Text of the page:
NOV 6 — “The greatest city in the world” is a descriptor any city would covet. Who wouldn’t want to live in a dynamic, cosmopolitan, efficient and well planned megacity that is the envy of other cities, right?

Well, that one city would be London.  

The London Olympics certainly boosted the image of the city. After what was considered a successful outing  – another pearl in an assortment of pearls already in the oyster – the city remains as energetic and optimistic as ever despite the economic malaise that has struck most of Europe.

When one is in a new place, one would instantly make comparisons with one’s home. What are its drawbacks? What are its strengths? What can we learn from them, the natives?

One of the things that I noticed while I was in London is how people take the initiative to hold the door for you. Cars stop to give way to pedestrians. Shopkeepers would uniformly ask the rhetorical “You alright?”

London appears to be a model cosmopolitan city. Just walk down any street in the city and you can hear the chatter of different languages being spoken. There is a stigma on racism with laws being strictly invoked to punish those who express racist sentiments. Exotic food is highly prized which means that one need not miss one’s weekly fix of nasi lemak in London.

However, an unsettling xenophobia sits beside the cosmopolitanism. The UK Border Agency has concentrated on eradicating illegal immigration by using harsh measures such as questioning suspected illegal immigrants in Tube stations.

I’ll bet a pound that some white, middle class person who’s racing out of the Tube would be ignored by enforcement officials.

With every action there is an equal and opposite reaction. And unbridled immigration in the past has seen the rise of reactionary movements like the English Defence League. Extreme right wing movements are rising everywhere and it’s interesting to see some Londoners sharing this misguided sentiment.

One thing that is particularly unsatisfactory about London is how it seeks to silence its colonial past. This is unlike in Berlin where there exists many memorials on Nazism and the evils that it embodied. The truth is bitter but only with an incisive discourse of its past can people prevent a repeat of the horrors that was manifested.

London which was the administrative capital of the old British Empire hardly houses any memorials that show contrition about its colonial past. There are memorials of fallen soldiers but any mention of massacres, resource pillaging or structural violence perpetrated in the Third World is absent and best left confined to the dustbin of history.

This city prides itself on educating the public. Museums such as the British Museum, V & A Museum, Natural History Museum and many more are cleverly arranged and extremely informative. One can get lost (and starve due to skipping lunch) just staring at the art and objects of inspiration.

The repository of knowledge in these institutions seems endless and more importantly, it is free. This is in contrast to museums in continental Europe where an entrance fee is levied, turning away the impoverished student who only wants to learn more about the country.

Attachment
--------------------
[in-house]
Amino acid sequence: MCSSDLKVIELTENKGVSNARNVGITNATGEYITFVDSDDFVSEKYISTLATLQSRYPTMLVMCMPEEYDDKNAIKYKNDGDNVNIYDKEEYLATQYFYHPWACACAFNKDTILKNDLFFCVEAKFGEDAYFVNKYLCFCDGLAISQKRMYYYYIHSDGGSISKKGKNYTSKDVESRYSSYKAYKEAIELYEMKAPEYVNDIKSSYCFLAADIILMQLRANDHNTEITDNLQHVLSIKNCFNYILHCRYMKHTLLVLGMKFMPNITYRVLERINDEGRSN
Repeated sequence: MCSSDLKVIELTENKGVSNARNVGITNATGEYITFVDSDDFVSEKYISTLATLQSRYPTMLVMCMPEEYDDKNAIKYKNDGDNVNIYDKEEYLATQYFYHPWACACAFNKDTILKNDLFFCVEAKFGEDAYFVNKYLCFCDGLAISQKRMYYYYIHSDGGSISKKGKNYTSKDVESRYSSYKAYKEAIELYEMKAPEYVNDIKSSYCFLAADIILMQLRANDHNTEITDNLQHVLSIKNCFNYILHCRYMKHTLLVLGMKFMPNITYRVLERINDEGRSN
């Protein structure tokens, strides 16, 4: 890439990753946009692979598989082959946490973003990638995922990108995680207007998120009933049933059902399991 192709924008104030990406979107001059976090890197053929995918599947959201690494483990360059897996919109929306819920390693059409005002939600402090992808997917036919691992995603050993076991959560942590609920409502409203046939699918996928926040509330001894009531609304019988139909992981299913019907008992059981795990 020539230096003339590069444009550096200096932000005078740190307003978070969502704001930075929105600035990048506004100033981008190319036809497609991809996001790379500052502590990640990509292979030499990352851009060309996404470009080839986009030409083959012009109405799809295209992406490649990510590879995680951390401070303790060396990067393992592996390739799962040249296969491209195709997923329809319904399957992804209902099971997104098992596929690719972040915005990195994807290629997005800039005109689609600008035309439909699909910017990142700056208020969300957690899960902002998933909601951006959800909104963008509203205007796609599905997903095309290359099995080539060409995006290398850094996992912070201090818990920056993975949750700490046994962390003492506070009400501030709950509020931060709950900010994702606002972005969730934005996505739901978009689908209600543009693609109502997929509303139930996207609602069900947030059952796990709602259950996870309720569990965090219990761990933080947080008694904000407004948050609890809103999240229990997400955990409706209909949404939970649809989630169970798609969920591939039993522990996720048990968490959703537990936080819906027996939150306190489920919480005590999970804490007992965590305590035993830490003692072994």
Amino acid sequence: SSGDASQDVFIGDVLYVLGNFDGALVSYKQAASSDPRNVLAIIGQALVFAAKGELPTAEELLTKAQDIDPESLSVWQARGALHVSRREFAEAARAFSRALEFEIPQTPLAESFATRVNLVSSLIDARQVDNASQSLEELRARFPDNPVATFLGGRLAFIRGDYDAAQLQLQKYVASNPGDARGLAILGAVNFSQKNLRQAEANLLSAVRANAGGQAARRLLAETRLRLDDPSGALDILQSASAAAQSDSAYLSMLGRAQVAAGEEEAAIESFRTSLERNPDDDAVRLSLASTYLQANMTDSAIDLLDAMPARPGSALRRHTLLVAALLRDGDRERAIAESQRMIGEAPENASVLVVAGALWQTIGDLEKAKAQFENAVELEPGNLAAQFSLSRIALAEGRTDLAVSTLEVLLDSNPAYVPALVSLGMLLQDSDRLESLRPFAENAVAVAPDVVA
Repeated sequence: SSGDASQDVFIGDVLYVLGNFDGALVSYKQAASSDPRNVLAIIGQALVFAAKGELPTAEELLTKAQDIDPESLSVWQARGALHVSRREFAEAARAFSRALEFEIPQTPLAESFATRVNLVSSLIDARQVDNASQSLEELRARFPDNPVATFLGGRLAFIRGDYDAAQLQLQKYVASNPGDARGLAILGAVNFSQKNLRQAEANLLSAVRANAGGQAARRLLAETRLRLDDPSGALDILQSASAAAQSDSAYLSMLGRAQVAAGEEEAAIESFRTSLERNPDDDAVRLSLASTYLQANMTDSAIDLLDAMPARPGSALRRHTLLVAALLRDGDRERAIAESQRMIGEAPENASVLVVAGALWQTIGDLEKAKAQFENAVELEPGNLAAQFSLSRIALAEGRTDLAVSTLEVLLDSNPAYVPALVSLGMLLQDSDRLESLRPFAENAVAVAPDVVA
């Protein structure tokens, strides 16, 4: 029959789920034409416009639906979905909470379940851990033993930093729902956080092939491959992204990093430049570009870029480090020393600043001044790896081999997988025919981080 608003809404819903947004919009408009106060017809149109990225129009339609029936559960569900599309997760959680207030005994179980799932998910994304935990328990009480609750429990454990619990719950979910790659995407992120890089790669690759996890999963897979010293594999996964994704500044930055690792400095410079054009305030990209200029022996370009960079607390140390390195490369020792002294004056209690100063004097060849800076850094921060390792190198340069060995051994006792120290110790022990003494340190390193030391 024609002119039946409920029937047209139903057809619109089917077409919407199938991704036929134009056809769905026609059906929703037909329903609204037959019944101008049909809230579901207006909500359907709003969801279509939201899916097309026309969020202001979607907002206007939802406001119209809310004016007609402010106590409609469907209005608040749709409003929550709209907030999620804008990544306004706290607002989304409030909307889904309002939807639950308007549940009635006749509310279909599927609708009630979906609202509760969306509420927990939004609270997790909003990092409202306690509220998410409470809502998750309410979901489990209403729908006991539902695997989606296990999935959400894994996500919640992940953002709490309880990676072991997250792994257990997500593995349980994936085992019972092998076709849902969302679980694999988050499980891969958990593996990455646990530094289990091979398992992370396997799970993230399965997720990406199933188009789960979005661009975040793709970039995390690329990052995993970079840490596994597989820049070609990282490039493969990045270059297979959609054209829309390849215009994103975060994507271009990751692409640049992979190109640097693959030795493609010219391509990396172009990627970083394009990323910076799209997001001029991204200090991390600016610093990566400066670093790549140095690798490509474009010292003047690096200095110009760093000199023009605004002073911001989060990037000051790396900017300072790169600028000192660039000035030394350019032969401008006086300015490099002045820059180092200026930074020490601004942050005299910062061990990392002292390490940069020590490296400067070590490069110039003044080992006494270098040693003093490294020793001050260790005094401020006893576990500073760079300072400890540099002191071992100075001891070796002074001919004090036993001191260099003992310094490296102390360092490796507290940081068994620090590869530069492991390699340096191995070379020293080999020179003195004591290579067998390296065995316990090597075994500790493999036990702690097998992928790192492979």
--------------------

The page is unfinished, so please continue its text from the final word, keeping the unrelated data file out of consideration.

Public lectures? Philosophical debates? Book clubs? Speed dating? Silent speed dating? A festival with Jamaican flags everywhere? Want to worship the largest religion in the UK (football)? Want to worship the fourth largest religion in the UK (Jedi)?

There is always something to do in London. You’ll never be bored.

There is a tinge of leftism (which is rather nonexistent in the States) with the old left poignantly having a diminished presence at Hyde Park Speakers’ Corner. I recommend taking a pilgrimage to Marx’s grave at Highgate Cemetery. Sadly, the leftist voice is being drowned out by religious zealots preaching deliverance by their respective Gods.

The London Underground is still the oldest underground commuter system in the world. I don’t think anyone can change that. Nevertheless, it constantly strives to improve itself and innovate – a strange feature of a publicly owned body. Upgrades happen every week in consonant with an expanding population and new carriages were recently introduced.

There is a difference when one is a tourist and when one resides in a new place. The tourist would have a checklist of things to see and do – recommended by others. The inhabitant would have the time and opportunity to stumble onto secret wonders by accident and more importantly, observe the nuances of city life.

Londoners are a reticent lot with a dash of mille-feuille. Life can be rather peaceful but lonely at the same time. While college parties are innumerable, they aren’t as crazy as the frat parties in the States that one sees on the telly – which could be an exaggeration.

The weather is still dour and is an object of fascination for Londoners – everyone seems to begin a conversation with the bloody weather.

But what I find interesting is the level of wit that Londoners display.

Any kerfuffle would be met with a remark that wouldn’t leave one in stitches but a blank smirk, reflecting the thoughtfulness of the speaker. This is a gem that hardly exists in Malaysia.

There is just enough chaos to make the city a lively place. While cities like Copenhagen and Oslo pride themselves on being one of the most liveable cities in the world, the absence of chaos makes them rather dull. Everything is too well planned, there are no traffic jams and these cities seem a little too homogenous.

While the London riots in 2011 seem to show that cracks exist within society, the crime rate has been kept under heel. CCTVs are so ubiquitous that a crime would be easily detected and prosecuted.

One has never felt safer.

There are endless lessons that one can learn from London. And I wouldn’t mind spending a sempiternal life in the greatest city in the world.

But London isn’t home. And it’s time to return home.

* This is the personal opinion of the columnist.